Academic journal article SKASE Journal of Theoretical Linguistics

Grammaphonology: A New Theory of English Spelling

Academic journal article SKASE Journal of Theoretical Linguistics

Grammaphonology: A New Theory of English Spelling

Article excerpt

"I don't give a damn for a man that can only spell a word one way."

Mark Twain

1. Introduction

The aim of this paper is two-fold. The first aim is to develop the theory of orthography so that it will be possible to study the form of both standard and non-standard spelling within the one theoretical model. The second aim is to make steps towards predicting possible 'well-formed' English spellings, a kind of orthographic correlate to phonologically well-formed English words (e.g. Giegerich 1992). This means that instead of having a set of existing English spellings that just includes all standard spellings and whatever unquantifiable number of 'non-standard' spellings might happen to exist, the visual algorithm introduced here will make steps towards predicting all of the well-formed spelling possibilities of any possible string of phonemes. The aim is not to predict the likelihood of a spelling occurring, but simply that it could exist, by extrapolating from the graphotactic constraints of English spelling. These intelligible spellings should then be easily translatable back into speech by competent readers.

The study begins by looking at a particular kind of non-standard spelling that Ryan (2010) terms constructed homophony. We will need to look firstly at the phenomenon of homophony in English spelling, and its creative development as constructed homophony, something that frequently occurs in the spelling of names (ibid; Jacobson 1966; Praninskas 1968; Carney 1994; Anderson 2003) and in computer-mediated communication (Sebba 2007; Shortis 2007; Crystal 2008). We will then look at some formal differences between constructed homophones and standard spellings, and then an effort will be made to update some existing theories of English spelling (Albrow 1972; Carney 1994) so that both standard spelling and constructed homophony can be studied within the one theoretical framework, mapping phonemes onto spelling units in an orthographically shallow manner.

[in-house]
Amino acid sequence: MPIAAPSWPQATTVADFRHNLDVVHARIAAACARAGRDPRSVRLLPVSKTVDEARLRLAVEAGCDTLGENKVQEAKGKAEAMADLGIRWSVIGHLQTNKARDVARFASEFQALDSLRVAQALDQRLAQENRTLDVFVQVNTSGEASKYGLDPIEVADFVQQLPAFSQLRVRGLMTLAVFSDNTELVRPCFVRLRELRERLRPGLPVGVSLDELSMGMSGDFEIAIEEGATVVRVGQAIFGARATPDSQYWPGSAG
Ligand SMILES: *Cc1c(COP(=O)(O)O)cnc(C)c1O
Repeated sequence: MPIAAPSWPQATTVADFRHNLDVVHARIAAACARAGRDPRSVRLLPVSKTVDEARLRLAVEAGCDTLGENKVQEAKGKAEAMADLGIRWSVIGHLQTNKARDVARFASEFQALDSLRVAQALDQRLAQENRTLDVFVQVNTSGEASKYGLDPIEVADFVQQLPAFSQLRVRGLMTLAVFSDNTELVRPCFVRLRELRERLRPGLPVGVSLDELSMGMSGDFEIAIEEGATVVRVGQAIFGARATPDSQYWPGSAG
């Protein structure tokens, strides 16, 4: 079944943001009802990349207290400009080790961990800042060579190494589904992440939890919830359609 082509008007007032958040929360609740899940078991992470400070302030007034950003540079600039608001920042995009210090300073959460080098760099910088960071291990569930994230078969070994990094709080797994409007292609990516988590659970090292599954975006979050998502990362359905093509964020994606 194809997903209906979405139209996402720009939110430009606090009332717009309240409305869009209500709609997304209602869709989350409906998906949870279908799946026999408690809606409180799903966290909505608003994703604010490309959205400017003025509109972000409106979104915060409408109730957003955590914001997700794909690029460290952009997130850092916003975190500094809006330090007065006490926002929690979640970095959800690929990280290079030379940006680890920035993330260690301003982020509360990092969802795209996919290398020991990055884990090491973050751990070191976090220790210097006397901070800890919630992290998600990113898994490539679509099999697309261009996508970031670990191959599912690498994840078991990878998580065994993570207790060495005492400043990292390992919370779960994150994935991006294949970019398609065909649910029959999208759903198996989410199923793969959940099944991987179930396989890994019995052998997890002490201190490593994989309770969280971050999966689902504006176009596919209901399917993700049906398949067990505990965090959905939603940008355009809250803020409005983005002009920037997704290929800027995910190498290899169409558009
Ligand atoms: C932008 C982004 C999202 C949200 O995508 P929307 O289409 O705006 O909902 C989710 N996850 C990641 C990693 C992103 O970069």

At this point, an interlude will be required to expand upon the existing terminology used to describe this larger field of study. The term grammaphoneme will be introduced to describe the set of all orthographic variants that can be used to spell a particular phoneme, and with it will come associated terms, including the term that gives its name to this essay, grammaphonology.

The final section will introduce the grammaphoneme in some detail. Its function is to explain synchronically the existing standard spellings and to predict possible well-formed spellings. It is not the intention here to provide an exhaustive account of all of the spelling units used for every English phoneme--that work remains in progress. The model is tiered in a way that allows for the massive variation in how spellings can be constructed. Towards the base of the model are the default spellings for each phoneme, and above these are the lesser used variants that have arisen through the language's complex orthographic history. Above these layers the model allows for overlapping among grammaphonemes, so that it is possible to account for the use of spelling symbols that relate to phonological tiers higher than the phoneme. For example the spelling (rather than ), uses and as morphograms, as a phonogram, as a syllabogram, and <8> as 'rhymogram'. This means that it will be possible to provide a map which accounts for the use of the same written symbols occuring at different phonological levels--as phonemes, rhymes, syllables and morphemes. It will also allow for a translation of spellings across different phonological levels.

2. Constructed homophony

2.1 Non-standard spellings and constructed homophony

The term non-standard spelling is a term which covers a massive range of spelling practices, and this would appear to be growing in recent decades. …

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